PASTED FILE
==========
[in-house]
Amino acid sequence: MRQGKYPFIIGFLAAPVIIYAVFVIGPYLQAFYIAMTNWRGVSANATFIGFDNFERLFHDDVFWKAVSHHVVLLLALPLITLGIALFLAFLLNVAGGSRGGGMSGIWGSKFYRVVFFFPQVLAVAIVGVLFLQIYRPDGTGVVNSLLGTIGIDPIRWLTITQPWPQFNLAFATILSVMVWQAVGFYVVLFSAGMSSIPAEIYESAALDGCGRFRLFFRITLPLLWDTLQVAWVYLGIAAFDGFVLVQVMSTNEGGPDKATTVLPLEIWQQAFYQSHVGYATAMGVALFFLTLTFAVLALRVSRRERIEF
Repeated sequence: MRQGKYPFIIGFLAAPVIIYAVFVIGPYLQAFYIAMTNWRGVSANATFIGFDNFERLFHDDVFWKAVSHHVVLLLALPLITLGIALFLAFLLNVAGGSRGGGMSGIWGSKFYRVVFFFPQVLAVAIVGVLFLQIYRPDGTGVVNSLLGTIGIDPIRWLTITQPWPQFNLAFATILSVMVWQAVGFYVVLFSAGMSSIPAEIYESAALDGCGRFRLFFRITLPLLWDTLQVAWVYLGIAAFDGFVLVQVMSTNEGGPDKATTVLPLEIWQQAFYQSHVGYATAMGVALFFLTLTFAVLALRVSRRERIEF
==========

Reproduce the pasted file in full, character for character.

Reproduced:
[in-house]
Amino acid sequence: MRQGKYPFIIGFLAAPVIIYAVFVIGPYLQAFYIAMTNWRGVSANATFIGFDNFERLFHDDVFWKAVSHHVVLLLALPLITLGIALFLAFLLNVAGGSRGGGMSGIWGSKFYRVVFFFPQVLAVAIVGVLFLQIYRPDGTGVVNSLLGTIGIDPIRWLTITQPWPQFNLAFATILSVMVWQAVGFYVVLFSAGMSSIPAEIYESAALDGCGRFRLFFRITLPLLWDTLQVAWVYLGIAAFDGFVLVQVMSTNEGGPDKATTVLPLEIWQQAFYQSHVGYATAMGVALFFLTLTFAVLALRVSRRERIEF
Repeated sequence: MRQGKYPFIIGFLAAPVIIYAVFVIGPYLQAFYIAMTNWRGVSANATFIGFDNFERLFHDDVFWKAVSHHVVLLLALPLITLGIALFLAFLLNVAGGSRGGGMSGIWGSKFYRVVFFFPQVLAVAIVGVLFLQIYRPDGTGVVNSLLGTIGIDPIRWLTITQPWPQFNLAFATILSVMVWQAVGFYVVLFSAGMSSIPAEIYESAALDGCGRFRLFFRITLPLLWDTLQVAWVYLGIAAFDGFVLVQVMSTNEGGPDKATTVLPLEIWQQAFYQSHVGYATAMGVALFFLTLTFAVLALRVSRRERIEF